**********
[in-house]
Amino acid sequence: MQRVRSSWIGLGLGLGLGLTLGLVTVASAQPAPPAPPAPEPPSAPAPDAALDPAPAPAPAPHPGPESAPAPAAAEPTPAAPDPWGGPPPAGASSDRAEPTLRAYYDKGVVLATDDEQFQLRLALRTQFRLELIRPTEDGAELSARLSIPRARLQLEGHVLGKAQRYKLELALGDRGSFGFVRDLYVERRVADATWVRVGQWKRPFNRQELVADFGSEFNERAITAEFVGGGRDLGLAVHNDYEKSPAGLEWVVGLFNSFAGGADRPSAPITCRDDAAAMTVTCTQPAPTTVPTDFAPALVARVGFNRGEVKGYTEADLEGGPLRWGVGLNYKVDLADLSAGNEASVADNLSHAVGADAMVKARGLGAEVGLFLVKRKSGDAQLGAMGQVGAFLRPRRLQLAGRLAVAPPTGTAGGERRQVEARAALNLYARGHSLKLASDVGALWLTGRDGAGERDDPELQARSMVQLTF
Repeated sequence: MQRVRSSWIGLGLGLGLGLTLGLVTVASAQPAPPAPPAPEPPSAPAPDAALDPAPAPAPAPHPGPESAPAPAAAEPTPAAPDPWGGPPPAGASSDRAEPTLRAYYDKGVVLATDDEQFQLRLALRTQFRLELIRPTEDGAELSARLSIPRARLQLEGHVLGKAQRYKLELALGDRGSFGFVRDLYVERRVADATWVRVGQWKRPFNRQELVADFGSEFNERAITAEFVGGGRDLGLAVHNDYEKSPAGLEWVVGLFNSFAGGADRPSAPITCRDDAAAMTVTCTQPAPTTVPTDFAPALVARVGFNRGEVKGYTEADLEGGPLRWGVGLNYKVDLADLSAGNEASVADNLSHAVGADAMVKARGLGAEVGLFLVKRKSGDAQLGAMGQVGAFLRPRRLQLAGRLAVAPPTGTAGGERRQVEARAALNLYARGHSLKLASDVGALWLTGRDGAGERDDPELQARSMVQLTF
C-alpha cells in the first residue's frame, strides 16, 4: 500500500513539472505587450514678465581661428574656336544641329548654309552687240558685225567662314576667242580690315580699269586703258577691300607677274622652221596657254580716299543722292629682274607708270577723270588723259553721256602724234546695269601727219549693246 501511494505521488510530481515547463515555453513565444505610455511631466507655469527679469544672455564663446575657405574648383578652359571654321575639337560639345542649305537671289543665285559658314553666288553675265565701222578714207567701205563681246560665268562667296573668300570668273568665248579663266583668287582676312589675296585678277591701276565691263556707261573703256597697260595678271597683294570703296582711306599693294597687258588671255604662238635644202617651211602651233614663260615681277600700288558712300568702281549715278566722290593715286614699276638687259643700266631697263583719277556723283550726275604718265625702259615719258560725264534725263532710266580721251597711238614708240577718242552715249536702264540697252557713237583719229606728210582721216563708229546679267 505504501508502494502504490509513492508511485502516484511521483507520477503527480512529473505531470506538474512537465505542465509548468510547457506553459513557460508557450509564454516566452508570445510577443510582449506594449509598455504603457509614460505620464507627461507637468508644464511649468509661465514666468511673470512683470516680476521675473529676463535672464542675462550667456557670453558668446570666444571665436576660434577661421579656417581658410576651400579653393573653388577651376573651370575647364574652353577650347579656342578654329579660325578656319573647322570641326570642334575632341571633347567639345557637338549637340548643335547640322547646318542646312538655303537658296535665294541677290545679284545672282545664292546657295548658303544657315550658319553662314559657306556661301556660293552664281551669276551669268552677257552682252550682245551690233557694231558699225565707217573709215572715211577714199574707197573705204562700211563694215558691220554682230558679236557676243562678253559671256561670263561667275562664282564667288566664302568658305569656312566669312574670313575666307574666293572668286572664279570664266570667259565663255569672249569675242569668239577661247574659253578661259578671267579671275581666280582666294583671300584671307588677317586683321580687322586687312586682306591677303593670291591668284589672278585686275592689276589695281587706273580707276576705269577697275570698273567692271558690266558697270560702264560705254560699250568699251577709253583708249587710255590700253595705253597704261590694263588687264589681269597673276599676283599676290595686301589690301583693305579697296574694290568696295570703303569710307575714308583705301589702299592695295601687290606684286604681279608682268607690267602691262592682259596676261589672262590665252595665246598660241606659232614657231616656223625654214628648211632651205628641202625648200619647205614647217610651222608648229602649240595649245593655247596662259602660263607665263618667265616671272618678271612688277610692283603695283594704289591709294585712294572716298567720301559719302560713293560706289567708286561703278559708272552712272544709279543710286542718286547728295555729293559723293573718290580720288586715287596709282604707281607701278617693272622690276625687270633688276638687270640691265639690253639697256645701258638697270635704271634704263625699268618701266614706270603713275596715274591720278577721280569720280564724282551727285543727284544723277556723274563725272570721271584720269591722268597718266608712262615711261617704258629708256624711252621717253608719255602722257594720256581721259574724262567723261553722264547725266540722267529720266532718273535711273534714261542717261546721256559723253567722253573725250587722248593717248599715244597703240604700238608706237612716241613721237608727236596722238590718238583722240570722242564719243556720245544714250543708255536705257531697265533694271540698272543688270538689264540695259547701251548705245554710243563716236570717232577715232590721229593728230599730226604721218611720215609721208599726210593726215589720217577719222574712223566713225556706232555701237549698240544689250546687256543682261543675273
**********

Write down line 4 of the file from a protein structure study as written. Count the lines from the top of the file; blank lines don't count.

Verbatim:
C-alpha cells in the first residue's frame, strides 16, 4: 500500500513539472505587450514678465581661428574656336544641329548654309552687240558685225567662314576667242580690315580699269586703258577691300607677274622652221596657254580716299543722292629682274607708270577723270588723259553721256602724234546695269601727219549693246 501511494505521488510530481515547463515555453513565444505610455511631466507655469527679469544672455564663446575657405574648383578652359571654321575639337560639345542649305537671289543665285559658314553666288553675265565701222578714207567701205563681246560665268562667296573668300570668273568665248579663266583668287582676312589675296585678277591701276565691263556707261573703256597697260595678271597683294570703296582711306599693294597687258588671255604662238635644202617651211602651233614663260615681277600700288558712300568702281549715278566722290593715286614699276638687259643700266631697263583719277556723283550726275604718265625702259615719258560725264534725263532710266580721251597711238614708240577718242552715249536702264540697252557713237583719229606728210582721216563708229546679267 505504501508502494502504490509513492508511485502516484511521483507520477503527480512529473505531470506538474512537465505542465509548468510547457506553459513557460508557450509564454516566452508570445510577443510582449506594449509598455504603457509614460505620464507627461507637468508644464511649468509661465514666468511673470512683470516680476521675473529676463535672464542675462550667456557670453558668446570666444571665436576660434577661421579656417581658410576651400579653393573653388577651376573651370575647364574652353577650347579656342578654329579660325578656319573647322570641326570642334575632341571633347567639345557637338549637340548643335547640322547646318542646312538655303537658296535665294541677290545679284545672282545664292546657295548658303544657315550658319553662314559657306556661301556660293552664281551669276551669268552677257552682252550682245551690233557694231558699225565707217573709215572715211577714199574707197573705204562700211563694215558691220554682230558679236557676243562678253559671256561670263561667275562664282564667288566664302568658305569656312566669312574670313575666307574666293572668286572664279570664266570667259565663255569672249569675242569668239577661247574659253578661259578671267579671275581666280582666294583671300584671307588677317586683321580687322586687312586682306591677303593670291591668284589672278585686275592689276589695281587706273580707276576705269577697275570698273567692271558690266558697270560702264560705254560699250568699251577709253583708249587710255590700253595705253597704261590694263588687264589681269597673276599676283599676290595686301589690301583693305579697296574694290568696295570703303569710307575714308583705301589702299592695295601687290606684286604681279608682268607690267602691262592682259596676261589672262590665252595665246598660241606659232614657231616656223625654214628648211632651205628641202625648200619647205614647217610651222608648229602649240595649245593655247596662259602660263607665263618667265616671272618678271612688277610692283603695283594704289591709294585712294572716298567720301559719302560713293560706289567708286561703278559708272552712272544709279543710286542718286547728295555729293559723293573718290580720288586715287596709282604707281607701278617693272622690276625687270633688276638687270640691265639690253639697256645701258638697270635704271634704263625699268618701266614706270603713275596715274591720278577721280569720280564724282551727285543727284544723277556723274563725272570721271584720269591722268597718266608712262615711261617704258629708256624711252621717253608719255602722257594720256581721259574724262567723261553722264547725266540722267529720266532718273535711273534714261542717261546721256559723253567722253573725250587722248593717248599715244597703240604700238608706237612716241613721237608727236596722238590718238583722240570722242564719243556720245544714250543708255536705257531697265533694271540698272543688270538689264540695259547701251548705245554710243563716236570717232577715232590721229593728230599730226604721218611720215609721208599726210593726215589720217577719222574712223566713225556706232555701237549698240544689250546687256543682261543675273